August 7, 2020 – It was late afternoon when our staff emerged from Idaho’s Frank Church River of No Return Wilderness after spending the day visiting a project site. It was hot and a thunderstorm was developing overhead. On this day our team included Brad Borst, president, and Kelly Conde, lands specialist, The Wilderness Land Trust, and five U.S. Forest Service (USFS) staff from the Payette National Forest.
They drove three hours along dusty backroads earlier in the day followed by a hike in to the property. Their goal was to get a look at the remnants of several historic cabins and examine three mine adits to determine if any of them required cleanup before the property is transferred to the surrounding wilderness. Luckily, the USFS thought the buildings could remain, and the adits represented nothing more than “a whole lot of looking, and not much finding” by long ago miners, according to an agency representative.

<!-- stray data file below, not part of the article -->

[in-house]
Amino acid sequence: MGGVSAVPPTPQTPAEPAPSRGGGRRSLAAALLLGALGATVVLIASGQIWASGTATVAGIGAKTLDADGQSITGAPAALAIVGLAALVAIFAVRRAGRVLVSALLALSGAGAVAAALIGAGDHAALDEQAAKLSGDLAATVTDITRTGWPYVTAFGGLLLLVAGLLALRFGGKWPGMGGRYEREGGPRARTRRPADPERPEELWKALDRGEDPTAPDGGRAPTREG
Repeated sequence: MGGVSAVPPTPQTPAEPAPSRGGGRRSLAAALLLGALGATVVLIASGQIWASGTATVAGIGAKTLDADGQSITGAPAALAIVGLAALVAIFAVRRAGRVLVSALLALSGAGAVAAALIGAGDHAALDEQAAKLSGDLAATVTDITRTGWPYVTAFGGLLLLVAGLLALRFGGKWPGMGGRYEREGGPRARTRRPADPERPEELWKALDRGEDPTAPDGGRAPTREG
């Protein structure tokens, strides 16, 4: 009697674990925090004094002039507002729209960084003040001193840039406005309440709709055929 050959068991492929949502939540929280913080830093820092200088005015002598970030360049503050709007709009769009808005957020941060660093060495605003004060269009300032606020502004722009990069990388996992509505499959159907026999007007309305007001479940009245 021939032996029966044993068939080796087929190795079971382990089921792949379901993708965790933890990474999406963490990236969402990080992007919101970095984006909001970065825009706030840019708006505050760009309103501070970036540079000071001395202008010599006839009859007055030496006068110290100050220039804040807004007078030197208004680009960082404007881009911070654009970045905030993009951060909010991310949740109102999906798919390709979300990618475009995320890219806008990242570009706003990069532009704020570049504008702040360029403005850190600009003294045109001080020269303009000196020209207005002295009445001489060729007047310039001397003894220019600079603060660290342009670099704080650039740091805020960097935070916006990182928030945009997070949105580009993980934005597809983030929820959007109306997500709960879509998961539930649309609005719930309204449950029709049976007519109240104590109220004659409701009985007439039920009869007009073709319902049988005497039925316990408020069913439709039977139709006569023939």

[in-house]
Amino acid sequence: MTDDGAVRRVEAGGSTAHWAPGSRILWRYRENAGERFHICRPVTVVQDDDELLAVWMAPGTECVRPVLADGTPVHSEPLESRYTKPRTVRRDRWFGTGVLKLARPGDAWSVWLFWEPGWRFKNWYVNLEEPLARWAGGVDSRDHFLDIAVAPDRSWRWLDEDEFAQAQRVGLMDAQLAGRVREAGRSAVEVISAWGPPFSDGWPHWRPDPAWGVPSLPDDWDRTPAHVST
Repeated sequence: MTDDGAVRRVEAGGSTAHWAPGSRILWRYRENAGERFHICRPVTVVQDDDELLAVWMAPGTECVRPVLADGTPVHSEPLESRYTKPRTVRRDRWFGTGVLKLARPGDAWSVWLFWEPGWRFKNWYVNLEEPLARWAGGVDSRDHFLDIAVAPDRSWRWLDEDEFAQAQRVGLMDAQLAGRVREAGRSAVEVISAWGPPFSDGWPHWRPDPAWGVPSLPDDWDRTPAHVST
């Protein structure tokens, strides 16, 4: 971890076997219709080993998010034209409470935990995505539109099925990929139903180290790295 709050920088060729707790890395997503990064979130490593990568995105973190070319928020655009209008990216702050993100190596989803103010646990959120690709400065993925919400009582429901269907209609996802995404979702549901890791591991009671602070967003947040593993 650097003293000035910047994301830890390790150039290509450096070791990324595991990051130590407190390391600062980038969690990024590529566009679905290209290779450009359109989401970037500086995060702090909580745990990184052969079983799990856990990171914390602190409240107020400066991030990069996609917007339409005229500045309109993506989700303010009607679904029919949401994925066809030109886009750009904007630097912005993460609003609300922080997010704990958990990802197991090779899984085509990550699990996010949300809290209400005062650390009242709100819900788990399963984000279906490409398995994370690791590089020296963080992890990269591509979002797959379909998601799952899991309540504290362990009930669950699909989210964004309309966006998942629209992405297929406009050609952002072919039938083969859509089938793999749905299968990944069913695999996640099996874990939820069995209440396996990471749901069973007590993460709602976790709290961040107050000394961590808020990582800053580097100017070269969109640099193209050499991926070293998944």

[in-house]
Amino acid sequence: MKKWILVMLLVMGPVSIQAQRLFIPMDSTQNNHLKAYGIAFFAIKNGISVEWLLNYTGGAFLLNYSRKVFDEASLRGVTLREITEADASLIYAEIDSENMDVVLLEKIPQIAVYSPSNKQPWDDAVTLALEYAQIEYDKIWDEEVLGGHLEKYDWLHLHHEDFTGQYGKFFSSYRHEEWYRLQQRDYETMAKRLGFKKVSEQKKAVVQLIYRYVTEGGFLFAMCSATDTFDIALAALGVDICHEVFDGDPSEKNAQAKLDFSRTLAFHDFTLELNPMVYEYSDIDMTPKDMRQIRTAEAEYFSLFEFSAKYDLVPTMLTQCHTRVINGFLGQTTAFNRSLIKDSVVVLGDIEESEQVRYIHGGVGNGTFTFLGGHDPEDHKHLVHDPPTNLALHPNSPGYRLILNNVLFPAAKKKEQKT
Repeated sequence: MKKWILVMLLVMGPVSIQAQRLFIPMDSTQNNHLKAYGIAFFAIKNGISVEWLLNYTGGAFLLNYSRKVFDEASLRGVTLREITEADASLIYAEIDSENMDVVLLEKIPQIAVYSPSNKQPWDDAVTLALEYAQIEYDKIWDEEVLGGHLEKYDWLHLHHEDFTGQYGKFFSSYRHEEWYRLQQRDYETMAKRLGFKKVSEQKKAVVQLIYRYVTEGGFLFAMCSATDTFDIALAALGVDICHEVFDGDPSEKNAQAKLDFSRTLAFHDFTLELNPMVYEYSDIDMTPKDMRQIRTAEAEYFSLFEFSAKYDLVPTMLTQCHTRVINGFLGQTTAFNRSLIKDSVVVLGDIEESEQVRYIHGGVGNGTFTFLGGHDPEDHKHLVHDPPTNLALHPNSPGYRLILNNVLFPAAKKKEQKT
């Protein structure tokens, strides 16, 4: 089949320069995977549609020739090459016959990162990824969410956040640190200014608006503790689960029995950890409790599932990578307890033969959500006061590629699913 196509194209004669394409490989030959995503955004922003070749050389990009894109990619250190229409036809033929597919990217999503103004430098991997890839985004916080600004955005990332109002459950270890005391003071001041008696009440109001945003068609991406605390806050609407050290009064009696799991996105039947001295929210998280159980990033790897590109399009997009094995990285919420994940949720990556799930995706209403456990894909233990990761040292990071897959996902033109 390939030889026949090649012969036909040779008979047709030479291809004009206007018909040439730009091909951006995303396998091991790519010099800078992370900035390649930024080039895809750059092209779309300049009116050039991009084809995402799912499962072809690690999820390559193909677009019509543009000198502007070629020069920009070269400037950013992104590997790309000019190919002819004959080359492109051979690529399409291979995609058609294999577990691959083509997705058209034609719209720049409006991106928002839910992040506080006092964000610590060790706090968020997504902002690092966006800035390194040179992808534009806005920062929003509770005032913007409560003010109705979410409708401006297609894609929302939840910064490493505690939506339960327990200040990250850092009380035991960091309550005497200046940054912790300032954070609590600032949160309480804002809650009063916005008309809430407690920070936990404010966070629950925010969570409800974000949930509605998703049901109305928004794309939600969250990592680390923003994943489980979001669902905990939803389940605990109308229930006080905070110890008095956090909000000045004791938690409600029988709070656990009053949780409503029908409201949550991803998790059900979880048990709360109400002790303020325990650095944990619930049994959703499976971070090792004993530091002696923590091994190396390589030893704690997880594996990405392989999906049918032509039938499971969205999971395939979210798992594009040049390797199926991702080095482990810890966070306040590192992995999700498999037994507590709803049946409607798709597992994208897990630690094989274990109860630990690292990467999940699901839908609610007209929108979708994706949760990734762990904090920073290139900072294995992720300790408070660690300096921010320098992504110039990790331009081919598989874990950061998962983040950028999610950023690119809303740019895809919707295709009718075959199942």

Back at the trailhead our team dusted themselves off before settling down to review their field notes. It’s very satisfying to check off one of the numerous steps we must follow to remove another inholding from the wilderness. In fact, Kelly and Brad enjoyed discussing the next steps for this project so much they didn’t notice the long drive back to civilization.
Our enthusiasm shouldn’t surprise anyone who follows the Trust’s work. The values we embrace as an organization — a passion for wild places, a desire to protect it for future generations, a joyful determination to get the job done and respect everyone involved — runs deep within our ranks. It also ensures our success, as evidenced by more than 52,000 acres permanently protected to date.
Thank you for your generous investment in our work. We’ll keep you posted on how this project turns out, and look forward to sharing more updates from the field this summer.